In 2015, the University of Southern Denmark responded to industry demand for practical solutions in the area of unmanned aerial systems. Under the Faculty of Engineering, the Maersk Mc-Kinney Moller Institute created a research and education center to advance the capability of “aerial robots” for the benefit of society. In much the same the way SDU partnered with Lindø Shipyard in the mid 80’s to automate large tanker ship manufacturing, the UAS Center combined efforts with the City of Odense and Hans Christian Andersen Airport to automate the use of drones to support transportation, agriculture, health, energy, and security.
Our current research projects emphasize the need for all airspace users – private, commercial, military, cooperative, and non-cooperative traffic to work together for solutions.
This foundation as one of the leading robotics clusters in the world, helps to explain the rapid growth and impact of the UAS Center. A specialization in drone technology is offered under the Robotics Master and researchers tackle technical and material challenges to operate drones Beyond Visual Line of Sight. Efforts are focusing on drone identification, failsafe modules, autonomous control, and robust communication. In parallel, the UAS Center is participating in standards bodies, legislation forums, ethics discussion, and public-drone interaction to address acceptance and integration. By design, the effort is coupled with government and business to help advance innovation in the UAS field.
Today you will find a 2200m2 facility at the airport focused on drone design, development, and test. The UAS Test Center has state-of- the-art composite, systems integration, and motion capture labs for students, researchers, and industry. Once the drones are ready, an 850km2 outdoor area from the surface to 3500 ft is available for BVLOS flight. More importantly, the location represents a strategic decision. To realize the full potential of these cyber-physical systems, the Center must help to develop U-Space and the Unmanned Traffic Management (UTM) system. What better place to address how future airspace is managed than at the local airport where within five years (2025), the focus will shift from segregating aerial systems from manned aviation to seamless integration of airspace operations.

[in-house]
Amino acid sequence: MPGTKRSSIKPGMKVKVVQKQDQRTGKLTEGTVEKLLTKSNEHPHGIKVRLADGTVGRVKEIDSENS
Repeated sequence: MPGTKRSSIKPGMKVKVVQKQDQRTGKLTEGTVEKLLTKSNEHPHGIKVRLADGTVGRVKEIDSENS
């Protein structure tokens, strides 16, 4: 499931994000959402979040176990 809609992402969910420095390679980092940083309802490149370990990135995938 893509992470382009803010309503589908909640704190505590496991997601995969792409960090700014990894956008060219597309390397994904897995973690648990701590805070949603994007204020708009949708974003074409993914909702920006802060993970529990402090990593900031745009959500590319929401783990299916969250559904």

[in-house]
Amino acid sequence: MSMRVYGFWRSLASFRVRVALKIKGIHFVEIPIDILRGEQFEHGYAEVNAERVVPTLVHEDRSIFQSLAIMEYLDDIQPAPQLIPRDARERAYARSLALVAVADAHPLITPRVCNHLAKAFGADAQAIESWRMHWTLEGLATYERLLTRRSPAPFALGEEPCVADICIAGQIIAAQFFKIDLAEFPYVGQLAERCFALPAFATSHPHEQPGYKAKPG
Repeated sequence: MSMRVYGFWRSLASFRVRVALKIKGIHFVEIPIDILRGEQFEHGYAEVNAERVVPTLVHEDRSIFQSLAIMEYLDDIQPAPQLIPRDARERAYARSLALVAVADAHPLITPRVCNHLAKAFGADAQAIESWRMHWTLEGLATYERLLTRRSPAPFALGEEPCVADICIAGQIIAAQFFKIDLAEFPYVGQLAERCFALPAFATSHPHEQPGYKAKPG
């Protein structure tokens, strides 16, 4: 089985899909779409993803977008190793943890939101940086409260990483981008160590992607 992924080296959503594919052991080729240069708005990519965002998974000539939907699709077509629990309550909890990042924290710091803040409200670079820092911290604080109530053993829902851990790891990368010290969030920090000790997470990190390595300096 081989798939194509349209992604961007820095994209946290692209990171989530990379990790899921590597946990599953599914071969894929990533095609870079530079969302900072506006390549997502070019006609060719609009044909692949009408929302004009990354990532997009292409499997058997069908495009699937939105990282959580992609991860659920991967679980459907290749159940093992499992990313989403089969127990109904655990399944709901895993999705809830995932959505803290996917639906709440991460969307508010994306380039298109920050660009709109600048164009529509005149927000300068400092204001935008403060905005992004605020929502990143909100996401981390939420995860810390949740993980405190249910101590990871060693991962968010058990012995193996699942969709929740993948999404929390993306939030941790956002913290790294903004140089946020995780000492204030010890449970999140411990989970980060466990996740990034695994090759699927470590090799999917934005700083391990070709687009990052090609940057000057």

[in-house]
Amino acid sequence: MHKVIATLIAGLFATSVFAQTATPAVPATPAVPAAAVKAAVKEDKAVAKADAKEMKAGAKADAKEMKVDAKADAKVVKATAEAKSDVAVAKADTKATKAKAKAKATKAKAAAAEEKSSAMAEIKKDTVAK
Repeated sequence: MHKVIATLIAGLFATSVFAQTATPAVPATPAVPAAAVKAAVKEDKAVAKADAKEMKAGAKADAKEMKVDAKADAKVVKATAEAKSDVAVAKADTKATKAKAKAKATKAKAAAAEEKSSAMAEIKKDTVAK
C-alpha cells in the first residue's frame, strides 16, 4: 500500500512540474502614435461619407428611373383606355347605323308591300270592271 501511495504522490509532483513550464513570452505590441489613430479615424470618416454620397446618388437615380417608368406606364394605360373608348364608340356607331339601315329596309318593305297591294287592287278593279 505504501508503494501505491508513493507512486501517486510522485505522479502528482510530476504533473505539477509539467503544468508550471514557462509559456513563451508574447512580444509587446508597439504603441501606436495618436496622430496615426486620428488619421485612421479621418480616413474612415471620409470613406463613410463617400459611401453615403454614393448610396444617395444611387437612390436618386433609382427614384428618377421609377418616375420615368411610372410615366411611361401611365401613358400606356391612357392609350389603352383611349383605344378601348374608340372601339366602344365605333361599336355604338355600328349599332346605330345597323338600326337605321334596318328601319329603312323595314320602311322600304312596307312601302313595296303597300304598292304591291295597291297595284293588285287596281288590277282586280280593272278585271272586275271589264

Our current research projects emphasize the need for all airspace users – private, commercial, military, cooperative, and non-cooperative traffic to work together for solutions. Free the Drones seeks to monitor ships emissions to improve the maritime environment. Healthdrones will connect Denmark’s many islands to centrally located hospitals. Drones4Energy hopes to improve infrastructure inspection while operating in the harsh magnetic field of powerlines. And ArtDrones helps to determine the system requirements for drones enabling safe ship passage in the Arctic.
Finally, I believe our most important effort is to inspire the next generation and invest in their future potential. By developing age-appropriate educational tools to teach programming, electronics, mathematics, physics, and software skills, we ensure the technology is accessible and inclusive to those interested in exploring unmanned aerial systems.
Brad Beach leads the University of Southern Denmark UAS Center. Established in 2015, the Center conducts education and research with a focus on autonomy, sense and avoid, UAS command and control, system safety, and enablers for Beyond Visual Line of Sight operations in civil airspace.
Brad is currently involved in multiple projects relevant to Denmark’s emerging Drone Eco-system. These include Free the Drones, UAS-Ability, and the SDU UAS Strategic Focus Area Projects: Drone Technology within Nature, Environment and Climate Management; Efficient Survey and Response to Invasive Species; Human-Drone Interaction; Public Response to Drone Technology; The Path to Firm Growth in Drone Ecosystem; Back 2 Nature; Drones4Energy; Organizational Barriers to Implementation; HealthDrone; and Drones and Defense.